Tuesday, 21 May 2019



When we think of convicts, it's easy to think of them as beyond redemption, perhaps the lowest of society, thieves, murderers, the flotsam of humanity...but as with any strata of society, they were a mixed lot. Sure some were to follow their former ways for the rest of their lives, but many were transported to Australia for what we would consider petty crimes, or at least understandable, such as those who stole food to feed their families, or those who were transported for railing against unjust laws.

There were many examples of those who became upstanding citizens, successful in life in many ways... in other words, 'convicts who made good'.

Singleton Argus (NSW : 1880 - 1954), Saturday 3 May 1924, page 3
National Library of Australia   http://nla.gov.au/nla.news-article80951715
Please click to enlarge

Newcastle Sun (NSW : 1918 - 1954), Wednesday 12 January 1938, page 4
National Library of Australia http://nla.gov.au/nla.news-article166671462

Tweed Daily (Murwillumbah, NSW : 1914 - 1949), Saturday 25 January 1947, page 7
National Library of Australia  http://nla.gov.au/nla.news-article195087844

Of course, this wasn't simply the premise of men. A number of the female convicts also made a very successful life for themselves.

Brisbane Telegraph (Qld. : 1948 - 1954), Saturday 20 November 1954, page 14
National Library of Australia  http://nla.gov.au/nla.news-article217148236

Land grants were given to a number of former convicts who had proven their worth in becoming respected people in society.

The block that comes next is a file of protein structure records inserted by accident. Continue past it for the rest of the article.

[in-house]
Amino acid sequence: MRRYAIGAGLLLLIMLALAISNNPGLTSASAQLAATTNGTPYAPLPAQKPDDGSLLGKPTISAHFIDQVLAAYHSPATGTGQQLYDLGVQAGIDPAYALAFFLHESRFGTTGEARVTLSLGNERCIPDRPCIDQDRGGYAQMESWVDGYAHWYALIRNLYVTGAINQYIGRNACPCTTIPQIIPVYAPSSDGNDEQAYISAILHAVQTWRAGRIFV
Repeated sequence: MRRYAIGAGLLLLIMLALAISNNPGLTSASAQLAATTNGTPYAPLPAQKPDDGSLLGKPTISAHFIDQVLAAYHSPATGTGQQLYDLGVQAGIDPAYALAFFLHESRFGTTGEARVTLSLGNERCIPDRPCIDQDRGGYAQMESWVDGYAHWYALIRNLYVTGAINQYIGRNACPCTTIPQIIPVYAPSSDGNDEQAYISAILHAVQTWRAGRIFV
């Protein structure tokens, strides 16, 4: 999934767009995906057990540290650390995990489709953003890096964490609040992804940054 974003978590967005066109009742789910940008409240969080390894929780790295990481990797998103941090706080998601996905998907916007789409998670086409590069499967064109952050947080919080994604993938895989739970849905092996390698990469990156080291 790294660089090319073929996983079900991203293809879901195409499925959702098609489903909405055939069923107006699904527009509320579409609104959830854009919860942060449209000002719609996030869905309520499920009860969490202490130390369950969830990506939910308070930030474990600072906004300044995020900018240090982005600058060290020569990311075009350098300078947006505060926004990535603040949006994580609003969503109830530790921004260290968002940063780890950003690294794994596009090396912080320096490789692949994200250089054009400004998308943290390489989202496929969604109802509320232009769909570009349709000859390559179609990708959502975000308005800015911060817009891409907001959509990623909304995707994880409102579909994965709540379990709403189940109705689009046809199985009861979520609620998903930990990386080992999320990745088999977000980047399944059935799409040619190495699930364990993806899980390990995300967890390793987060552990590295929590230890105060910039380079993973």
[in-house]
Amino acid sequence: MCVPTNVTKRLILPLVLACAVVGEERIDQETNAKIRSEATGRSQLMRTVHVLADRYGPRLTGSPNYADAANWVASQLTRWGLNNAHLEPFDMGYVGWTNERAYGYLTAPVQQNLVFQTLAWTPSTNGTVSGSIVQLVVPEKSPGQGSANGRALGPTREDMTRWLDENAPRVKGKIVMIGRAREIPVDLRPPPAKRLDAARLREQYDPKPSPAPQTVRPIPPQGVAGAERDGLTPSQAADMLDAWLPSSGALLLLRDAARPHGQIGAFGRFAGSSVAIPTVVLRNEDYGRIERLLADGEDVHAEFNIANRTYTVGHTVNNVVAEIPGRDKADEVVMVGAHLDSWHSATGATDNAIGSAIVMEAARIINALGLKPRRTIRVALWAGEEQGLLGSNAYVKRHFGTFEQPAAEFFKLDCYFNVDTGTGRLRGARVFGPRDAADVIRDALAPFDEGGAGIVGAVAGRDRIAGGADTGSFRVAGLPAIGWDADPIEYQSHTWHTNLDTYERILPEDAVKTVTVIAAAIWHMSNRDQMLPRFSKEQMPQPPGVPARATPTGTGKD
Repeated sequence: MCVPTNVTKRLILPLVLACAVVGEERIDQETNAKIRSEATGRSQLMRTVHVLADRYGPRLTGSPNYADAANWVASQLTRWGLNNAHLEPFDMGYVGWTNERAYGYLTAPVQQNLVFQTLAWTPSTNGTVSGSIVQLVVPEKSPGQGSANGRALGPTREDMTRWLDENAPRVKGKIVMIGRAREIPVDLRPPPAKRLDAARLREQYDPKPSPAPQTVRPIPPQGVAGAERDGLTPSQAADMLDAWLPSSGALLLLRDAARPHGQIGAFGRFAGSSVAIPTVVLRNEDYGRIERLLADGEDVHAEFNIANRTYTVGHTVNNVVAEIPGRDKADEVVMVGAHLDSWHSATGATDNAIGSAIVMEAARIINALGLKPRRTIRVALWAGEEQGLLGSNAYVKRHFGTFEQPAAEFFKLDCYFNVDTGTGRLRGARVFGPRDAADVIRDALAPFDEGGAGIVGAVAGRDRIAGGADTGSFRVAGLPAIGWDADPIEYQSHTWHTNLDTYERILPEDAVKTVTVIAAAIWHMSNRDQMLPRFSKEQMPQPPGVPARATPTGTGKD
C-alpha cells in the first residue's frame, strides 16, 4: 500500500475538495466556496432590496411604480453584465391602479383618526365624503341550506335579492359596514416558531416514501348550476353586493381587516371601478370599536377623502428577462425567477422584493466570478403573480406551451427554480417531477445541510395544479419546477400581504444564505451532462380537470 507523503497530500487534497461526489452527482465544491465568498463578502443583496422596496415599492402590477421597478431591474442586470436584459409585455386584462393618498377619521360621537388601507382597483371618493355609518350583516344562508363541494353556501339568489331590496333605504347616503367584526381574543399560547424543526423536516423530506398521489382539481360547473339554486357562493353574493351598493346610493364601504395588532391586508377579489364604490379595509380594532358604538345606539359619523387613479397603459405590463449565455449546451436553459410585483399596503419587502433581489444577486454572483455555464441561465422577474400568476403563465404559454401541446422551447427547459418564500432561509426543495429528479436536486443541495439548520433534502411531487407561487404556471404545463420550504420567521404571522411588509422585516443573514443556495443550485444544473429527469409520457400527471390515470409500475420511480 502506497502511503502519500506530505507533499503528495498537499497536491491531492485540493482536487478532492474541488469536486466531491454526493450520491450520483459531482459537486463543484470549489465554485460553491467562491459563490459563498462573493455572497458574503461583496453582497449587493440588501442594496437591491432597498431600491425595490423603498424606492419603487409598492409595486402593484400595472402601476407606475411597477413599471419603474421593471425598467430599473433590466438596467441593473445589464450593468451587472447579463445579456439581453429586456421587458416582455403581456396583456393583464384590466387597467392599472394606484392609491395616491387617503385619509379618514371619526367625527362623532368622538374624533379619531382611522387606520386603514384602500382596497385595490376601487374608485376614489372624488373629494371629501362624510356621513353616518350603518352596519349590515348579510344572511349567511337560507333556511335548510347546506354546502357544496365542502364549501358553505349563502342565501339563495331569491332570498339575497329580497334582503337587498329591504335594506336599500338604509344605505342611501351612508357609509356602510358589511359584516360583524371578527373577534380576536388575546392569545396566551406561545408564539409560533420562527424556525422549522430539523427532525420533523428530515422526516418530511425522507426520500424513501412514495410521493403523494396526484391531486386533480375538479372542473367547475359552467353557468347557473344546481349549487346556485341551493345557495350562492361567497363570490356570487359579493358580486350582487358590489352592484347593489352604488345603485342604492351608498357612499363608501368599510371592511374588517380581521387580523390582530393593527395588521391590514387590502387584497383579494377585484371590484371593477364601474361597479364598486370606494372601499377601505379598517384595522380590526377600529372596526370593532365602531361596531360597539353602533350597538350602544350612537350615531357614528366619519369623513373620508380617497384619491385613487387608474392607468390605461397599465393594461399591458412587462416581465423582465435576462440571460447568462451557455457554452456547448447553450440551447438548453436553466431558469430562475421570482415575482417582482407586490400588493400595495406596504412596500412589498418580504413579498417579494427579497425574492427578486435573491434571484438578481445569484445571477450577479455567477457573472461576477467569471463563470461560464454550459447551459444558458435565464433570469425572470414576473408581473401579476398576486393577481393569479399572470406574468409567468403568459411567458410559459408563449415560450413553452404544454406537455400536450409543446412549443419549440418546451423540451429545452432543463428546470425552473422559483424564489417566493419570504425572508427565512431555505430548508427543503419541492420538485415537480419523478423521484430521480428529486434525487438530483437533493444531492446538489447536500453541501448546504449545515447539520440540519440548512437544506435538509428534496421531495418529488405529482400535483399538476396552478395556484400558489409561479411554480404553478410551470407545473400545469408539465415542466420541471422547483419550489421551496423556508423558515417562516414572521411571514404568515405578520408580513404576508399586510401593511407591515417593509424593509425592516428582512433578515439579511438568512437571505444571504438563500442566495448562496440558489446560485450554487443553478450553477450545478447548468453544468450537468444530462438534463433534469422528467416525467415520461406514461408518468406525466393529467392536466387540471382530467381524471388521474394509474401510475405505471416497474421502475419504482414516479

Courtesy of TROVE

Macquarie Field House, Macquarie Fields, January 1954 / Barry Wollaston
1 photoprint : b&w ; 20 x 25 cm.
Photographer's note, dated January 1954, accompanies original 35mm negatives: "Taken over by the Department of Agriculture's veterinary research station, rack & ruin etc. The house is in such a poor state of repair that the cost of restoration would be terrific. There is not a door or window left. The stone verandah floor has fallen through the rotted timbers in places, and the timber columns are falling off the front."

Macquarie Field House is believed to have been built in the 1840s by wealthy convict emancipist, Samuel Terry for his daughter Martha following her marriage to Sydney mrechant John Hosking in 1843. In 1858 the property was leased for use as a boarding school under the direction of the Rev George Fairfowl Macarthur. After the death of Martha Hosking in 1877 the property changed hands several times until, in 1944, it was acquired by the Department of Agriculture for research in animal husbandry. The house, left vacant, rapidly deteriorated. 
It was rescued and restored in the 1960s. The portico, believed to have been added after the house was built, was removed at that time.
; Caroline Simpson Library & Research Collection
All the above sourced from TROVE

Another great site to discover more about convicts and in particular, those reformed convicts who went on to live respectable and successful lives is the Dictionary of Sydney. The following are just a few links to those who achieved this...

Mary Reibey

Sarah Lawson

William Bland

George Hill

and a man I have written about previously
here and here
Solomon Wiseman

There are so many stories about those convicts who 'made good', here is just one more to add to this story...

Esther Abrahams - convict 'first lady' - Earshot - ABC Radio National

You can listen to her story here .. takes a moment to get to her story


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